Franklin County, Missouri
Amateur Radio Emergency Service

KD0QQU

ARES members are encouraged to participate in training whenever they can.  There are several sources of formal training available online.

Many served agencies require volunteers to be familiar with the Incident Command System (ICS) before they can participate in an emergency situation or drill.  Fortunately, this is an easy requirement to fulfill.  The Federal Emergency Management Agency (FEMA) offer numerous training courses online for free at http://training.fema.gov/IS/crslist.asp.  After going through the training information, you take a short test and once you have passed, you will be sent a certificate via email.  All ARES members should try to complete at least IS-100 and IS-700.  Below are recommended courses for radio operators; there are many others offered that may be of interest. 

    FEMA Course # Description

    IS-100            Introduction to Incident Command System

    IS-200a          ICS for Single Resources and Initial Action Incidents

    IS-700            National Incident Management System – An Introduction

    IS-800B         National Response Framework, An Introduction

    IS-802            Emergency Support Functions (ESF) #2 - Communications

Once you have received your certificate, all Franklin County ARES members should forward a copy of the certificate to the Emergency Coordinator at ec@franklincountyares.org

ARRL communication courses

The Amateur Radio Relay League is offering two online courses specifically for emergency communicators:  Introduction to Emergency Communication (formerly Emergency Communications Level 1), and  Public Service and Emergency Communications Management for Radio Amateurs

Intro to Emergency Communications:

Description: This course is designed to provide basic knowledge and tools for any  emergency communications volunteer. The course has 6 sections with 29  lesson topics. It includes required student activities, a 35-question  final assessment and is expected to take approximately 45 hours to  complete over a 9-week period. You will have access to the course  platform at any time of day during this 9-week period so you may work  according to your own schedule. You must pace yourself to be sure you  complete all the required material in the allotted time. [See the ARRL website for more info; fee: $50 for ARRL members, $85 for nonmembers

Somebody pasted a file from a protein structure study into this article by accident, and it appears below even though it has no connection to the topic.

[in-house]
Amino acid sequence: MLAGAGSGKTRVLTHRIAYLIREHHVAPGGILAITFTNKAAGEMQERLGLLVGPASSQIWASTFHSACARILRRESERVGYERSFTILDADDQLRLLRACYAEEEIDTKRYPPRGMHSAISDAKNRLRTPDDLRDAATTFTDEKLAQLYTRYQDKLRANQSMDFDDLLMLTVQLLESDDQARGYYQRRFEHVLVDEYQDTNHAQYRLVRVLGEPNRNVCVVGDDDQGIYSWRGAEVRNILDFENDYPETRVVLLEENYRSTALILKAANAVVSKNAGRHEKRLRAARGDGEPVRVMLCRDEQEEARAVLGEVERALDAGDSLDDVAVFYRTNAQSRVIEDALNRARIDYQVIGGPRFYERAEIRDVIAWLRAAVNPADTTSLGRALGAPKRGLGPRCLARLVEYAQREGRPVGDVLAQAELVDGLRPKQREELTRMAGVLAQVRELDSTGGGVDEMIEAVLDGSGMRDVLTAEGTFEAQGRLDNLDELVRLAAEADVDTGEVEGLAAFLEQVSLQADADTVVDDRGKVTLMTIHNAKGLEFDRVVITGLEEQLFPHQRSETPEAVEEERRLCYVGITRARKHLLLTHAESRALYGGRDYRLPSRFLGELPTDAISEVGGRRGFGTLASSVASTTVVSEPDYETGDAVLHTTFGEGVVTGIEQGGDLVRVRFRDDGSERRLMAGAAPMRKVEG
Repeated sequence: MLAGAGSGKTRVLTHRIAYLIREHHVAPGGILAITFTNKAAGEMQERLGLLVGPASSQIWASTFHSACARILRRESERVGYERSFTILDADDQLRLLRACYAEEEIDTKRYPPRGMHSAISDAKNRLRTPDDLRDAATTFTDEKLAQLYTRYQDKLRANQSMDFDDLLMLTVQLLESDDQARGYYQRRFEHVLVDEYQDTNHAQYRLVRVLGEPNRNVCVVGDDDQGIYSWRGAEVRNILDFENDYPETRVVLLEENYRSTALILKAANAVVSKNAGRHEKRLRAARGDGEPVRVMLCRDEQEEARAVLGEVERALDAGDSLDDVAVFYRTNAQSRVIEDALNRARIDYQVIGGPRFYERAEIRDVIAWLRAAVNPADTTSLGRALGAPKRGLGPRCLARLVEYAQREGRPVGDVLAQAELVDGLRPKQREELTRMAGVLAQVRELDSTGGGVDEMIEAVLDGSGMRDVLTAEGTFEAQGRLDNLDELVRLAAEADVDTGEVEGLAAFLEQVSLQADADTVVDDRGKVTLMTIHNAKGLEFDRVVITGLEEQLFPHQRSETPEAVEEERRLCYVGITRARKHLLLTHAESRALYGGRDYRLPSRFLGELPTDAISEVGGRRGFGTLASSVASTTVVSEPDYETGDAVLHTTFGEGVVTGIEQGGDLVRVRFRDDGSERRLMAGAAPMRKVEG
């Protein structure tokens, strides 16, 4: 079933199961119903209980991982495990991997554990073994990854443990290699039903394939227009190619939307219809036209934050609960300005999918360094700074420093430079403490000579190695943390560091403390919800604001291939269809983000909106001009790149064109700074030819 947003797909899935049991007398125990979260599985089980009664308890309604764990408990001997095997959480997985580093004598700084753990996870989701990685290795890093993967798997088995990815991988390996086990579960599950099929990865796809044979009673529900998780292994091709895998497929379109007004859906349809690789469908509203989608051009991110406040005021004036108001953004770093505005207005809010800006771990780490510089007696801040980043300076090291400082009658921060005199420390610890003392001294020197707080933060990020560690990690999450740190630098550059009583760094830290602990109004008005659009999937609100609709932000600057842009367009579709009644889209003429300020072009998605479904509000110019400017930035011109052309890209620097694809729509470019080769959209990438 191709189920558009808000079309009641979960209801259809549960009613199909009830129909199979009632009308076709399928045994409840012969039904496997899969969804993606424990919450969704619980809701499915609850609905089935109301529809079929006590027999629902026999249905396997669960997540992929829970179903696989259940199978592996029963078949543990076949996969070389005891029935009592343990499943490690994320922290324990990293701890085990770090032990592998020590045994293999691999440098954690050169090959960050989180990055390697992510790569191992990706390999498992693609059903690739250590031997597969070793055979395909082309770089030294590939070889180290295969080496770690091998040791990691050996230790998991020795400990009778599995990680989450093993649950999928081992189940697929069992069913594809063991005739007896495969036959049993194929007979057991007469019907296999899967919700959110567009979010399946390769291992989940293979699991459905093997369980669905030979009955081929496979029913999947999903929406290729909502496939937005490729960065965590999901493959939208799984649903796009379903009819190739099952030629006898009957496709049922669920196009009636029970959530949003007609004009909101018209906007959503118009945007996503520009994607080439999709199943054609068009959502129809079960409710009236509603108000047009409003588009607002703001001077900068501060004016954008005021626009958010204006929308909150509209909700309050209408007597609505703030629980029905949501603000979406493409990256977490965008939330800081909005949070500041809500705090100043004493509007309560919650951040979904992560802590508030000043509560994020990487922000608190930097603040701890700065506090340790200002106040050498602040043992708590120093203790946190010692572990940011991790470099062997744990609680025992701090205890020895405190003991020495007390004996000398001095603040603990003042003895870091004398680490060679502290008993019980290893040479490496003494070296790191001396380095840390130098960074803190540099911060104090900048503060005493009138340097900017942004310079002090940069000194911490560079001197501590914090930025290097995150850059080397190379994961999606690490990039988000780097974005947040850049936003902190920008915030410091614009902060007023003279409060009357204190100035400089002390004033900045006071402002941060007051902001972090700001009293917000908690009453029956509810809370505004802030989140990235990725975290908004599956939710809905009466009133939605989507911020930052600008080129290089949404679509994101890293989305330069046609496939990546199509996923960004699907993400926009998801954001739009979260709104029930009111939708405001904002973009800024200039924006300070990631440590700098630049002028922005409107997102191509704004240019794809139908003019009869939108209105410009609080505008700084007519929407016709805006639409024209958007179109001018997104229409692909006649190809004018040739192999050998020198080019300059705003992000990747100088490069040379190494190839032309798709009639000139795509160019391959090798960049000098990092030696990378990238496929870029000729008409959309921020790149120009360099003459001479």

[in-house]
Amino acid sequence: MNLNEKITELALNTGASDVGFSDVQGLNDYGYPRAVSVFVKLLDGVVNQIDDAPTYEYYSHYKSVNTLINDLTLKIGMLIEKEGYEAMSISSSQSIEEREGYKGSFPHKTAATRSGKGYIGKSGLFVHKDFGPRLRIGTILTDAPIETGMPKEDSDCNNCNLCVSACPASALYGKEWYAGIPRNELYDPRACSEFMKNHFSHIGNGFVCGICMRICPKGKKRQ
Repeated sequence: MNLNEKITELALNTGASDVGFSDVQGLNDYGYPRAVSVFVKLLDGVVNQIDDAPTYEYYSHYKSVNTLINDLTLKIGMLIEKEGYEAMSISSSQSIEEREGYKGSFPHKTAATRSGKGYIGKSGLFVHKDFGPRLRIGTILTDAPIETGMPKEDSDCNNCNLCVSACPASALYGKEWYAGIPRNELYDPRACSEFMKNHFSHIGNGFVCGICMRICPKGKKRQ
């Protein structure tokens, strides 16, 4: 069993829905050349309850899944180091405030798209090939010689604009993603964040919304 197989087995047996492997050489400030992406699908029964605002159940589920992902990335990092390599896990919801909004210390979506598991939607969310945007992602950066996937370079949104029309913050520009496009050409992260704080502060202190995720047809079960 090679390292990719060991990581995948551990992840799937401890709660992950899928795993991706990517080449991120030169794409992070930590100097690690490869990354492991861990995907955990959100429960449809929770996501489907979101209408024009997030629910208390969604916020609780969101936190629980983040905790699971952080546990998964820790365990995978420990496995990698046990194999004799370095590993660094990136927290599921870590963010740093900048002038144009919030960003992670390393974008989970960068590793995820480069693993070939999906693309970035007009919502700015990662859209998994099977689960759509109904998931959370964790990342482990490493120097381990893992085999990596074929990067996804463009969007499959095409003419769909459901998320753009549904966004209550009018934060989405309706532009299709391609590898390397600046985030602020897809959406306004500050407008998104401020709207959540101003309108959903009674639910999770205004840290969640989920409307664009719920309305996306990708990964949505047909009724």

Public Service and Emergency Communications:

This is a lengthy, involved course with many prerequisites, including completion of Intro to Emergency Communications and various FEMA courses.

Description: This course is designed to train licensed Amateur Radio operators who will be in leadership and managerial roles organizing other volunteers  to support public service activities and communications emergencies. In  this course you will learn how radio amateurs prepare and organize to  support local community events, and, working in coordination with  governmental and other emergency response organizations, deploy their  services to provide communications when needed in an emergency. [See the ARRL website for more info; course is available free to ARRL members; there is a $35 fee for for the final exam.]

 

Training Documents For Franklin County ARES members:

RF Alert box instructions in color and B&W

Response vs. Reaction

Defining Local Needs  Presented at the February 2012 meeting. The outline for the discussion can be found here

Damage Assessment categories and reporting form

Link to NVIS antenna info presented at the June 2012 meeting: http://www.vcars.org/tech/NVIS.html

Public Service Honor Roll presentation from the January 2013 meeting available here

Links to sites from training presentation from the Jan 2013 meeting:

ARRL courses: EMCOM and PIO courses.  There is a fee for the Intro to EMCOM, but the other two can be accessed by all.

Missouri SEMA classroom course schedule: These require preregistration.  You can search for ones nearby, or browse to see what interests you.

http://training.fema.gov/is/  Link to FEMA independent study courses

http://www.electronicstheory.com/  A site with a lot of info for beginners through those with more advanced knowledge.

http://electronics.wisc-online.com/  Lots of short explanations of various components and concepts.

Links to information presented on lightning protection at the June 2013 meeting:

Presentation on Ham Radio Now (episode 15): http://arvideonews.com/hrn/HRN_Episode_0015.html

http://arvideonews.com/hrn/HRN_0015_W4TL_Reference_Handout.pdf contains links to references in the video (but there are some errors) with the following being the most useful:

Book published by PolyPhaser. Lightning protection and grounding solutions for communication sites by Ken R. Rand.

http://members.rennlist.org/warren/LightningProtectionAndGrounding.pdf

Three part article from QST in 2002 by Ron Block, KB2UYT. Amateur Radio Station Grounding and Lightning Protection by W5BWC, WP30A190 2011.pdf

http://www.arrl.org/lightning-protection

Amateur Radio Station Grounding and Lightning Protection by W5BWC. 2011

http://www.bwcelectronics.com/articles/WP30A190.pdf

 

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